System Shock is a first-person-shooter action-adventure RPG hybrid released in 1994, developed by Looking Glass Technologies and published by Origin Systems. The game itself is superior in almost every aspect compared with ID Software’s Doom, but didn’t sold very well and wasn’t the commercial success it deserved. More about that later.
The protagonist of the game is a nameless Hacker, later lovely called „Plug n‘ Play Man“ because he can insert multiple hardware without to get an IRQ error. He got caught as he successfully hacked into the Trioptimum Security Network. The corrupted Trioptimum Executive on the Space Station Citadel, Edward Diego offered him freedom and promised the Hacker to implement a military-grade neural interface into his brain if he doe’s him a favor. The Hacker agreed and did the job. He allowed E. Diego access to the artificial intelligence called S.H.O.D.A.N. and removed it’s ethical restrictions. After this actions, the hacker received his reward and got plugged into a six month long healing coma. E. Diego also deleted all files concerning these events. What was he up to?
Six months later. Something went terrible wrong. The once for security purposes used artificial intelligence took control over the station, killed all inhabitants, transformed them into something inhuman and now seeks out to extinguish the earth with it’s cyborg army and the station as it’s fortress. The Hacker, waken from his sleep seems now to be the only one that can stop S.H.O.D.A.N. and it’s plans.
System Shock features game mechanic’s which were missing in ID Software’s Doom. Instead of choosing easy, normal or hard difficulty, the player can define the four difficulty aspects combat, puzzle, mission and cyberspace individual. If he is more the adventure player then he sets the combat to 0, which deactivates combat and the mission to 2, which features all plot elements. Mission on 3 also implements a time limit of about 7 hours to complete the game. Audio-Logs, e-mail’s and hand written notes by survivors will help him to gain more informations about what’s happening and how to solve his objectives. If he is more the first-person type of player, then he sets the combat to 3 and mission to 0 and is now facing very strong, dangerous and intelligent enemies, but doesn’t need to pick up access cards or facing plot elements.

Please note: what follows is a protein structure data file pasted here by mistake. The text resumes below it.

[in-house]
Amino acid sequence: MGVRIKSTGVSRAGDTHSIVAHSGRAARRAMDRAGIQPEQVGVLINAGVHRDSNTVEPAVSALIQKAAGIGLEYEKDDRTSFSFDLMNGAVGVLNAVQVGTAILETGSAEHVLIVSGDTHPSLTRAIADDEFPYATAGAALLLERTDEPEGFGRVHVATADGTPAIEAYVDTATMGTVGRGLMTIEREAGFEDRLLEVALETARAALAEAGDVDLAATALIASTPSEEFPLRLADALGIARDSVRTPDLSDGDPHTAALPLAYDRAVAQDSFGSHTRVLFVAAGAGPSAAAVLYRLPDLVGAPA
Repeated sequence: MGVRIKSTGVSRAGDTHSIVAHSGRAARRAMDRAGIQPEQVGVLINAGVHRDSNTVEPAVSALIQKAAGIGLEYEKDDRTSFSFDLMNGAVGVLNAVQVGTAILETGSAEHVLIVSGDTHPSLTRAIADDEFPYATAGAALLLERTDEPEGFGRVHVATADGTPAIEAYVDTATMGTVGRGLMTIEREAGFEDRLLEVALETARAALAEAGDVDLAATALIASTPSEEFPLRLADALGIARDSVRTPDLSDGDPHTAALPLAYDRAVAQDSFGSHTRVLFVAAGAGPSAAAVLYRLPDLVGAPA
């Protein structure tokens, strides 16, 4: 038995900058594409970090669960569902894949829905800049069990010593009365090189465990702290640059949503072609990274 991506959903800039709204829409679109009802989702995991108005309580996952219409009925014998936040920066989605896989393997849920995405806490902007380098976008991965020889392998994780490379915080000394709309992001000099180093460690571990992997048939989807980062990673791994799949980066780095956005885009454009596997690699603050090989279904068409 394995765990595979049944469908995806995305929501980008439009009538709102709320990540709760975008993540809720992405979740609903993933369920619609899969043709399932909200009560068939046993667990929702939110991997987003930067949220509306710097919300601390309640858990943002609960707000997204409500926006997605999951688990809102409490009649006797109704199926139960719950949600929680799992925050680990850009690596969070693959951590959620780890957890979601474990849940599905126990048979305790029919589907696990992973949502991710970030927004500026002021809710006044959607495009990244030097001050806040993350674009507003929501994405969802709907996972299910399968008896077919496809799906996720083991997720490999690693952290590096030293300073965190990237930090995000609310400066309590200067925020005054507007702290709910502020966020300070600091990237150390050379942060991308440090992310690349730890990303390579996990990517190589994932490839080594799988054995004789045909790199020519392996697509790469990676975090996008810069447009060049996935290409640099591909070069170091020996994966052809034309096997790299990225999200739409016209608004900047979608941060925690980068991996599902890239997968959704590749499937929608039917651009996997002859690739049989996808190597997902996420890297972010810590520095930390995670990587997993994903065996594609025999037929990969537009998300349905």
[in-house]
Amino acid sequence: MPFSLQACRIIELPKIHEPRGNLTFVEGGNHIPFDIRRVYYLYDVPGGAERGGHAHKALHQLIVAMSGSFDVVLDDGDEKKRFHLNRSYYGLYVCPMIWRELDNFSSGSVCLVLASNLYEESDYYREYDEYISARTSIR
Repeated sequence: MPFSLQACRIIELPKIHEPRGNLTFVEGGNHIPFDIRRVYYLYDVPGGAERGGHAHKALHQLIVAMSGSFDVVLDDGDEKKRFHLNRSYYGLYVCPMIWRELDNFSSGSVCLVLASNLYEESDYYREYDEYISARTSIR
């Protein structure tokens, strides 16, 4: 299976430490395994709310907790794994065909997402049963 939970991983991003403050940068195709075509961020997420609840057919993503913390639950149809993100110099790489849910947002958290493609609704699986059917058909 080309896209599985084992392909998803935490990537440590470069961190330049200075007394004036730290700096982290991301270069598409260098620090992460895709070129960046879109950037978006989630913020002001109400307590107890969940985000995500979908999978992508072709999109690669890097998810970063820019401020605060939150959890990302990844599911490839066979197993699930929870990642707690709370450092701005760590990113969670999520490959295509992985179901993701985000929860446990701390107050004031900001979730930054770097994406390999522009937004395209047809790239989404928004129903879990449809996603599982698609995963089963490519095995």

The 3d-engine was build from scratch again and is based on Origin Systems Ultima 3D-Engine. It allows the player to lean, crouch, crawl, jump, climb and even sidestep. Even more, the game supports a mouse pointer that allows the player to pick up items and to interact with the user interface and the environment. To interact with the very complex user interface is one of the key elements to master the game and essential to deal with the dangers on board the Space Station.
During the game, the player can find multiple plugins like a lantern, anti-damage shield, infrared sensors or jump-jet boots that require energy from the protagonists energy bar. Oh, did I mentioned that you can even throw different types of grenades? Throw! Imagine throwing items and grenades around in Doom! Furthermore, temporary effects like, strength- sight- or fatigue-boosts can be obtained by using one of the various stim-patches. But these patches got terrible side-effects which can be reduced by using detox-patches afterwards. If the player takes one sight-patch for example to increase his sight, then he will have an even darker sight after the patches effect is gone.